Morrisons staff to sue after disgruntled colleague Andrew Skelton posted bank, salary and National Insurance details online

 
Catherine Neilan
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Lawyers claim Morrisons is ultimately responsible (Source: Getty)

Morrisons staff are planning to sue the supermarket after a data leak led to personal details of almost 100,000 employees being posted online by "a former colleague with a grudge".

Bank, salary and National Insurance details were posted by Andrew Skelton, a senior internal auditor at Morrisons' Bradford head office, on data sharing websites after being disciplined for a previous incident in which he was accused of using the company's mailroom to ship parcels to his private eBay customers.

He also sent the information to a number of newspapers.

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Skelton was jailed for eight years in July, following a trial at Bradford Crown Court.

More than 2,000 of his ex-colleagues are now to pursue a group claim against the retailer following a hearing before senior master Barbara Fontaine at the Queen’s Bench Division of the High Court in London.

There will be a four-month period in which other Morrisons' employees who were affected could join the group action.

Nick McAleenan, a data privacy lawyer at JMW Solicitors, said: “My clients' position is that Morrisons failed to prevent a data leak which exposed tens of thousands of its employees to the very real risk of identity theft and potential loss.

"In particular, they are worried about the possibility of money being taken from their bank accounts and - in the case of younger clients - negative consequences for their credit rating."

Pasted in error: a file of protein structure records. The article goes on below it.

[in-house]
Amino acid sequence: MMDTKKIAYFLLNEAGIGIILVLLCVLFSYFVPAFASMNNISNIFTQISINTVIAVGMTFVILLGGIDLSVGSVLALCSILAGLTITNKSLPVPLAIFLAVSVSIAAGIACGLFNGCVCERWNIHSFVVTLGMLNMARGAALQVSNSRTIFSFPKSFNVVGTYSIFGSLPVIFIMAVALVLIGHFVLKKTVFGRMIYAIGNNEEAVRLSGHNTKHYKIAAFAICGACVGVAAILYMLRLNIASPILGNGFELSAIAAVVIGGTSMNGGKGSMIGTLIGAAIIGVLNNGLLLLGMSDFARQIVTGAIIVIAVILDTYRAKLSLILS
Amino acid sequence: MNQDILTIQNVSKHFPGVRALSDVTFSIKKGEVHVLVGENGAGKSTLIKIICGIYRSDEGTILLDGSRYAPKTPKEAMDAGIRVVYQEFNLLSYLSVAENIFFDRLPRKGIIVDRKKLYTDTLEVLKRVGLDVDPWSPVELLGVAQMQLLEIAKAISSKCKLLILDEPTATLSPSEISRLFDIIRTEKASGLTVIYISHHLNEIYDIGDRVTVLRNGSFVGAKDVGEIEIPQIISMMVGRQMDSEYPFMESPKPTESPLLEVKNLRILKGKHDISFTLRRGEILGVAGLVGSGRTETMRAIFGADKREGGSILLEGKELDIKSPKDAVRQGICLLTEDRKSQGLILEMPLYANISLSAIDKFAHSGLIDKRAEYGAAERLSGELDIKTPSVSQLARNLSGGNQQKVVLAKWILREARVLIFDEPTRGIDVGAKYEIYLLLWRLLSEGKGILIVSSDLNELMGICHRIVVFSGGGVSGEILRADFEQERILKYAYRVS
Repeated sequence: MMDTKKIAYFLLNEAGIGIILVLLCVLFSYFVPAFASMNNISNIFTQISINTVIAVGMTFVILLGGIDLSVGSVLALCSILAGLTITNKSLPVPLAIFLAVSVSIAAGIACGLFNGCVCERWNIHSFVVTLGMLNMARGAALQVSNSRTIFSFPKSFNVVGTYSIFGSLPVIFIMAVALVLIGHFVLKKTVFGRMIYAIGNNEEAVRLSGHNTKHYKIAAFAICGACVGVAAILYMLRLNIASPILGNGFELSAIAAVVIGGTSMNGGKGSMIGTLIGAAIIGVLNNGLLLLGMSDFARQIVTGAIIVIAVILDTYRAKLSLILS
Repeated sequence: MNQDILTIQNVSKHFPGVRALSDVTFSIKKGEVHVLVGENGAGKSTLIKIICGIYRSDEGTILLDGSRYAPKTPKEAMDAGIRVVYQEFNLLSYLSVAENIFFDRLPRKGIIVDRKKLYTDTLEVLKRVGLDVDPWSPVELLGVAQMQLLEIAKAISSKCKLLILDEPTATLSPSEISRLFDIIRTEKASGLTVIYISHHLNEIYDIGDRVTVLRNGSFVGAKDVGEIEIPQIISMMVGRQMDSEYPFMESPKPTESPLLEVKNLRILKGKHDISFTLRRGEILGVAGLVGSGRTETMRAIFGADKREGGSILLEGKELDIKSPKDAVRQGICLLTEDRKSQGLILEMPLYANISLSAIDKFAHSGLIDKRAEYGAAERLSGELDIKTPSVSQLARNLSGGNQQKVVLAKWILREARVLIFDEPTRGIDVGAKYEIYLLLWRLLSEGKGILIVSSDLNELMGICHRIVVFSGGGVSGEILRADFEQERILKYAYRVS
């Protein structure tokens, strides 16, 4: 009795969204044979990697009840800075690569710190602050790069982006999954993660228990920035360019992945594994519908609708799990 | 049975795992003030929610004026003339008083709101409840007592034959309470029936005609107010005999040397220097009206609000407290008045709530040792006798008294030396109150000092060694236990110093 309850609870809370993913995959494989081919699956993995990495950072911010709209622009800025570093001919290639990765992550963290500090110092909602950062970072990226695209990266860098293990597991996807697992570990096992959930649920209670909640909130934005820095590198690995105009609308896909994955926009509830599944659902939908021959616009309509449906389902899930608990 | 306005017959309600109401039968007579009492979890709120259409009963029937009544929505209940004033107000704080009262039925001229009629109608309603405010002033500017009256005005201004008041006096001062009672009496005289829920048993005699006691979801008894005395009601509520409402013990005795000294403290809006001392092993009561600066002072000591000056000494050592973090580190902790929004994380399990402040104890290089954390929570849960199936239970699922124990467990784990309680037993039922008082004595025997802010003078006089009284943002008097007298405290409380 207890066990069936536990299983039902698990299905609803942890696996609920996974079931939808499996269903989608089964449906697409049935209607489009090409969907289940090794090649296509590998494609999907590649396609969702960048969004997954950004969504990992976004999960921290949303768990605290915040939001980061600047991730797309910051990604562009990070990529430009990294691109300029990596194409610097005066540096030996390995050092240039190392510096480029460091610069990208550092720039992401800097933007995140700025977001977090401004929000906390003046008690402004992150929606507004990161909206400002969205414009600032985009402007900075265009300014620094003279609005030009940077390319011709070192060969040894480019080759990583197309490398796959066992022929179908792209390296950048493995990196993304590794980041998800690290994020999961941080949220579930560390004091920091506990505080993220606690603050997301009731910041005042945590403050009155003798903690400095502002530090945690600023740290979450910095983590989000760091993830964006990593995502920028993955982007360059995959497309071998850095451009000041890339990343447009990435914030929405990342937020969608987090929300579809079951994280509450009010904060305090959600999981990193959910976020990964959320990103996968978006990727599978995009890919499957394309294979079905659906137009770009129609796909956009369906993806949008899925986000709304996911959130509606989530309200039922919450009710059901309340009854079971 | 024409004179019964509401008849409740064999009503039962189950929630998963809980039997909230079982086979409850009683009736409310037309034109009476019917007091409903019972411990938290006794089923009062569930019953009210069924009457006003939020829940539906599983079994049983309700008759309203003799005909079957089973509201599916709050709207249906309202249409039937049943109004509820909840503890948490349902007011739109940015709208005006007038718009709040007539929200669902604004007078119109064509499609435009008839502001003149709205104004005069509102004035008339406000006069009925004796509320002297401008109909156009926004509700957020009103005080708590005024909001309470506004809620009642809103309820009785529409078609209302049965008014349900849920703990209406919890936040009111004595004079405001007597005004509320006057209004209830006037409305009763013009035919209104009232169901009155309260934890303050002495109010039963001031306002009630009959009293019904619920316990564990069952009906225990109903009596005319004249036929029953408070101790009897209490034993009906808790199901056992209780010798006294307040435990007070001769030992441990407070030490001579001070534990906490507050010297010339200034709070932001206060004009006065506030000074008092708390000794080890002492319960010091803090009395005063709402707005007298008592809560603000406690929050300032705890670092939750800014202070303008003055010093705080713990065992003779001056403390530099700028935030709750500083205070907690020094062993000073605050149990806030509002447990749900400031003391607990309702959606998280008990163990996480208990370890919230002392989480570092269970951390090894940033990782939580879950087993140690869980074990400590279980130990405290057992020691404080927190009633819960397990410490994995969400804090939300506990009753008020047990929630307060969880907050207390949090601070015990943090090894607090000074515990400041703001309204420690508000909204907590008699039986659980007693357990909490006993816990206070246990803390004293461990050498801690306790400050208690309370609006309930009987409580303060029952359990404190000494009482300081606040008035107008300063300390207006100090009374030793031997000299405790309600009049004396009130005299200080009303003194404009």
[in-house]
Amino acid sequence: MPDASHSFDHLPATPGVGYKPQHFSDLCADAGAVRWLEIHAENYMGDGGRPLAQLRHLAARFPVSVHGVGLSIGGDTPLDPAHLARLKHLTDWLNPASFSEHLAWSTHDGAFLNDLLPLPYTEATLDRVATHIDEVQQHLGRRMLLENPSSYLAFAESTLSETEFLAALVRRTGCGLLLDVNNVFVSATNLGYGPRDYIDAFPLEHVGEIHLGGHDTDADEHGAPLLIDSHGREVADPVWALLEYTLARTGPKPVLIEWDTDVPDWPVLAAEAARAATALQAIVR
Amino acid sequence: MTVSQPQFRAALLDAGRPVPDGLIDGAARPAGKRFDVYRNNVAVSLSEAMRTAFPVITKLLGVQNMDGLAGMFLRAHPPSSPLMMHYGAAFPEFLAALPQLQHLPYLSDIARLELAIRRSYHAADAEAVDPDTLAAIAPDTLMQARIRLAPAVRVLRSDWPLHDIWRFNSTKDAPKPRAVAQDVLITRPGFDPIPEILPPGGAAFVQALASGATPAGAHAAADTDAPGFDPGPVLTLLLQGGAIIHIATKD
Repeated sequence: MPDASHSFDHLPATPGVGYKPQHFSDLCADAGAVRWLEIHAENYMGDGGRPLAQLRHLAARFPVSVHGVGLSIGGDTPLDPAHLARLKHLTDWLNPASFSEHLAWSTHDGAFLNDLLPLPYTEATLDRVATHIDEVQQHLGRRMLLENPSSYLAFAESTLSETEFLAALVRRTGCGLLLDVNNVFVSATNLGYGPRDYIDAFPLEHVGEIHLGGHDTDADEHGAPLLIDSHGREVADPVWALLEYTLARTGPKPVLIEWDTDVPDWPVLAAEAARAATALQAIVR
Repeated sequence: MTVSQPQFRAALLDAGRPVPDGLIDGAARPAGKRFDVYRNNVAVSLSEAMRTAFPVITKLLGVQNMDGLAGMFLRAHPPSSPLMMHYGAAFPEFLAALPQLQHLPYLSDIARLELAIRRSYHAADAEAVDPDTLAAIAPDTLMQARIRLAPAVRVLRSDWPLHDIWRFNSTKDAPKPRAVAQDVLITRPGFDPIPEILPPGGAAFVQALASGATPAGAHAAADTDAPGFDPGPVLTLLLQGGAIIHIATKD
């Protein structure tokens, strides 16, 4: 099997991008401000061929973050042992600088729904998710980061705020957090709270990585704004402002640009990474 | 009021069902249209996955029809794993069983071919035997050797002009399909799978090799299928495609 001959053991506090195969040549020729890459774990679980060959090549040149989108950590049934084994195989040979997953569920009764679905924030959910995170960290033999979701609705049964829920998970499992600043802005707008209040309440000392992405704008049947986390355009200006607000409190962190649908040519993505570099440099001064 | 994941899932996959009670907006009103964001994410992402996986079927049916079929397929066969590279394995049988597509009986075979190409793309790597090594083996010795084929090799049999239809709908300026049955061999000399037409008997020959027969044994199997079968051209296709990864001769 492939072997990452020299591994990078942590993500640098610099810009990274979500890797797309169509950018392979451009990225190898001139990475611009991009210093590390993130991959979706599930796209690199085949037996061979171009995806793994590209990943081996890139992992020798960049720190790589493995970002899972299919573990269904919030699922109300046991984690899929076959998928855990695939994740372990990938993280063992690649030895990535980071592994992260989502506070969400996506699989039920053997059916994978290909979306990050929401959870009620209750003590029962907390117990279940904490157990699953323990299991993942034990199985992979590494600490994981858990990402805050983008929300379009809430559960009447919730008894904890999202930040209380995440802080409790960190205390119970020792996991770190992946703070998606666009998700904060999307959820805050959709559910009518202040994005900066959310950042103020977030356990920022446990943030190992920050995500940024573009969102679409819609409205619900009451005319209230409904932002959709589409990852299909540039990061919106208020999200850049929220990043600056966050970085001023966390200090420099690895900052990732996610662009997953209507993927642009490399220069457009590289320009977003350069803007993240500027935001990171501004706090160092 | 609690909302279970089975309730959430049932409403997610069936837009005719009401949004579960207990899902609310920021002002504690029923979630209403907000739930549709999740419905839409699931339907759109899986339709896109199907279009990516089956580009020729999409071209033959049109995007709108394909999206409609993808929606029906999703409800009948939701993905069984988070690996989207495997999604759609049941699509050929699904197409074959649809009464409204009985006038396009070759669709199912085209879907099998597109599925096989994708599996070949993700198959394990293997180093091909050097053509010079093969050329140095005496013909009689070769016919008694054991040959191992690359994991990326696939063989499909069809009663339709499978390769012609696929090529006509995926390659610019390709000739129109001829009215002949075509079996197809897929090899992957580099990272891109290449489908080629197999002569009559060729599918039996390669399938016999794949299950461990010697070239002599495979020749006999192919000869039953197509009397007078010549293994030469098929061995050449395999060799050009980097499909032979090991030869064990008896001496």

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The case had important implications for “every employee and every employer” in the country, he added.

“Whenever employers are given personal details of their staff, they have a duty to look after them.

“That is especially important given that most companies now gather and manage such material digitally and, as a result, it can be accessed and distributed relatively easily if the information is not protected."

McAleenan said the claim to be filed by his clients would allege that Morrisons was ultimately responsible for breaches of privacy, confidence and data protection law.

He added: “I expect that we may well see other employees who might have been dissuaded from making a claim on their own deciding to join with their colleagues because of the group momentum which has now been established.”

A Morrisons spokeswoman declined to comment, beyond noting Skelton's eight year sentence.

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